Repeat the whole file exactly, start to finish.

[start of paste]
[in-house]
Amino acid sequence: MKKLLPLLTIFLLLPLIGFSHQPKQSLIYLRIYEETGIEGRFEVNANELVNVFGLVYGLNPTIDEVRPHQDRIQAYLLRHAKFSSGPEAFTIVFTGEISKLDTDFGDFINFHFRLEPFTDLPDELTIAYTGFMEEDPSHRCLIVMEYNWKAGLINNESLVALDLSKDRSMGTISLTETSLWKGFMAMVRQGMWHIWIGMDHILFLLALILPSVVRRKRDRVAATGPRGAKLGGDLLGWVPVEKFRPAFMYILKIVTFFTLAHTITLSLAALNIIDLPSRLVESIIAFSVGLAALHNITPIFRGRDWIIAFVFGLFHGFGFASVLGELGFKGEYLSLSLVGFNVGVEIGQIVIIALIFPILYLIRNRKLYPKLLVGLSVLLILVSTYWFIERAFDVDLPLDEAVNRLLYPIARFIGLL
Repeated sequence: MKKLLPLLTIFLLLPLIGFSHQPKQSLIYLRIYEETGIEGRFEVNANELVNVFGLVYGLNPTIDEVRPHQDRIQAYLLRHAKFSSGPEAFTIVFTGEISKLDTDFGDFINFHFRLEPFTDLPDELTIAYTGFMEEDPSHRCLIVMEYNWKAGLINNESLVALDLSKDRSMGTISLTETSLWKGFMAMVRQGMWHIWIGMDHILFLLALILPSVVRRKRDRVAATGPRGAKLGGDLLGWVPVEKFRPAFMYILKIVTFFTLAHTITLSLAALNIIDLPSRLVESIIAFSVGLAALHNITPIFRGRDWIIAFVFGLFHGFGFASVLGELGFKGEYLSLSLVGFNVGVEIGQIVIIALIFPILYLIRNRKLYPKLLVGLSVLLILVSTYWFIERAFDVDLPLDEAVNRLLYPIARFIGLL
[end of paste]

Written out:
[in-house]
Amino acid sequence: MKKLLPLLTIFLLLPLIGFSHQPKQSLIYLRIYEETGIEGRFEVNANELVNVFGLVYGLNPTIDEVRPHQDRIQAYLLRHAKFSSGPEAFTIVFTGEISKLDTDFGDFINFHFRLEPFTDLPDELTIAYTGFMEEDPSHRCLIVMEYNWKAGLINNESLVALDLSKDRSMGTISLTETSLWKGFMAMVRQGMWHIWIGMDHILFLLALILPSVVRRKRDRVAATGPRGAKLGGDLLGWVPVEKFRPAFMYILKIVTFFTLAHTITLSLAALNIIDLPSRLVESIIAFSVGLAALHNITPIFRGRDWIIAFVFGLFHGFGFASVLGELGFKGEYLSLSLVGFNVGVEIGQIVIIALIFPILYLIRNRKLYPKLLVGLSVLLILVSTYWFIERAFDVDLPLDEAVNRLLYPIARFIGLL
Repeated sequence: MKKLLPLLTIFLLLPLIGFSHQPKQSLIYLRIYEETGIEGRFEVNANELVNVFGLVYGLNPTIDEVRPHQDRIQAYLLRHAKFSSGPEAFTIVFTGEISKLDTDFGDFINFHFRLEPFTDLPDELTIAYTGFMEEDPSHRCLIVMEYNWKAGLINNESLVALDLSKDRSMGTISLTETSLWKGFMAMVRQGMWHIWIGMDHILFLLALILPSVVRRKRDRVAATGPRGAKLGGDLLGWVPVEKFRPAFMYILKIVTFFTLAHTITLSLAALNIIDLPSRLVESIIAFSVGLAALHNITPIFRGRDWIIAFVFGLFHGFGFASVLGELGFKGEYLSLSLVGFNVGVEIGQIVIIALIFPILYLIRNRKLYPKLLVGLSVLLILVSTYWFIERAFDVDLPLDEAVNRLLYPIARFIGLL